I was right. Not just a little bit, but 100 percent right, just like I am with all the disagreements between my wife and me.
And yet, somehow my wife could not see the flawlessness of my logic. Despite knowing that I'm rarely proven wrong (if the word rarely means about 97 percent of the time), she still had the audacity to suggest that I was wrong about where to put our new television in the living room.
Battle lines were drawn, experts (anyone who agreed with me) were consulted, and arguments were made. Appeals were pled to logic, emotion, and anything else that we thought would prove our individual causes.
Of course, given that we were both seminary students, the arguments became theological. I'd recommend to my wife that this might be one place where she should follow my leadership, and she'd remind me of my responsibility to love her sacrificially. Round and round we went: I pushed for a location above the fireplace; she pushed for one along the opposite wall.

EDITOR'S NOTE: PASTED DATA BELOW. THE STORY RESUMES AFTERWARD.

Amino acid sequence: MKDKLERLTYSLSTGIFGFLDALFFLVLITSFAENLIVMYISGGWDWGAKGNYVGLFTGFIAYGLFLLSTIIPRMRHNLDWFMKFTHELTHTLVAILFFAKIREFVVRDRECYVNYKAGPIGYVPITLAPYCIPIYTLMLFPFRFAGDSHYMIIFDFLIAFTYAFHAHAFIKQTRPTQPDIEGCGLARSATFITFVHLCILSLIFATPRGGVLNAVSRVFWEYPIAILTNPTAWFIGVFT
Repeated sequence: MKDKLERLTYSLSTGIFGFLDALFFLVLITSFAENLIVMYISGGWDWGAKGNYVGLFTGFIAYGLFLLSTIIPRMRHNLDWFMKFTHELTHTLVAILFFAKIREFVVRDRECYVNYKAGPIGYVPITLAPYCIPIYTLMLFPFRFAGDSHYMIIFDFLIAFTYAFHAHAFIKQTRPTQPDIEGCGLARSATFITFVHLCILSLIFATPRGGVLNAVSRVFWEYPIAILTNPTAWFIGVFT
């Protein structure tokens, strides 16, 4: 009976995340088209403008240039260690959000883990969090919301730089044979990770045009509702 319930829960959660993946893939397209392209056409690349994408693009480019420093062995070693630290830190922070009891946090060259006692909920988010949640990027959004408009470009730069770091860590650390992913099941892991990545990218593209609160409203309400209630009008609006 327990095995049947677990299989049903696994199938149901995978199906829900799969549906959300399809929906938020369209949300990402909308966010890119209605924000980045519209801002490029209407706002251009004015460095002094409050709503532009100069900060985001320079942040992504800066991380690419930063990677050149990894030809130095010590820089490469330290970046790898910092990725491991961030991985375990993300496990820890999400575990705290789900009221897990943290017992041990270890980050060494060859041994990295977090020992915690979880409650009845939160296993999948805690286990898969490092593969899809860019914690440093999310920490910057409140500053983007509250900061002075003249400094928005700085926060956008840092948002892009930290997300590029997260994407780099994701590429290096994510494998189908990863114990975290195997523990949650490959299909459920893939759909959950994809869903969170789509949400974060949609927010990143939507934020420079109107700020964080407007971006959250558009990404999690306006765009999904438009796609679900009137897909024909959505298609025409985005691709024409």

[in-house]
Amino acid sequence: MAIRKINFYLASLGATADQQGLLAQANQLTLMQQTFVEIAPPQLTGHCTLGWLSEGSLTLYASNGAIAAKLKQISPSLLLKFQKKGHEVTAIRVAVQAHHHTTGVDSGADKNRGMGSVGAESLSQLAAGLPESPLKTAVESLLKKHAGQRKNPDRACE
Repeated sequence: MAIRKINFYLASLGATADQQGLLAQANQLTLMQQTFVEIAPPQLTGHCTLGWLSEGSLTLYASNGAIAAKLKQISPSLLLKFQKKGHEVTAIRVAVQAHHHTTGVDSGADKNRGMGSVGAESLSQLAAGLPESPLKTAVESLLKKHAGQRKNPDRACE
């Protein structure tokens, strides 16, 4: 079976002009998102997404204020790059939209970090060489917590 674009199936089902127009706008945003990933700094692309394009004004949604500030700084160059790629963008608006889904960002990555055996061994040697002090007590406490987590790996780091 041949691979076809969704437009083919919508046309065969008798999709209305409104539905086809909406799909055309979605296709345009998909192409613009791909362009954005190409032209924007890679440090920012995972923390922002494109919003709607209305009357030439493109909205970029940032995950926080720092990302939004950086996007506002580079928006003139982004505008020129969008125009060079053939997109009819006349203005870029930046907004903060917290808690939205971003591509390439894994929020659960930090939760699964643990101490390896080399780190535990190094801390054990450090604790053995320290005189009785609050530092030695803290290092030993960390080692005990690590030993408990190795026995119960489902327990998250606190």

Days went by with no movement from either camp. A compromise seemed out of the question until one day I saw an ad for a local furniture store. The ad contained the answer to our problem: an entertainment center that would raise and lower the TV at the push of a button. The entertainment center was economical, making me happy, and it was aesthetically pleasing, making my wife pleased as well. Now her desire to be able to make the TV disappear could be granted, and my wish to be able to still see the TV from the kitchen area could come true.1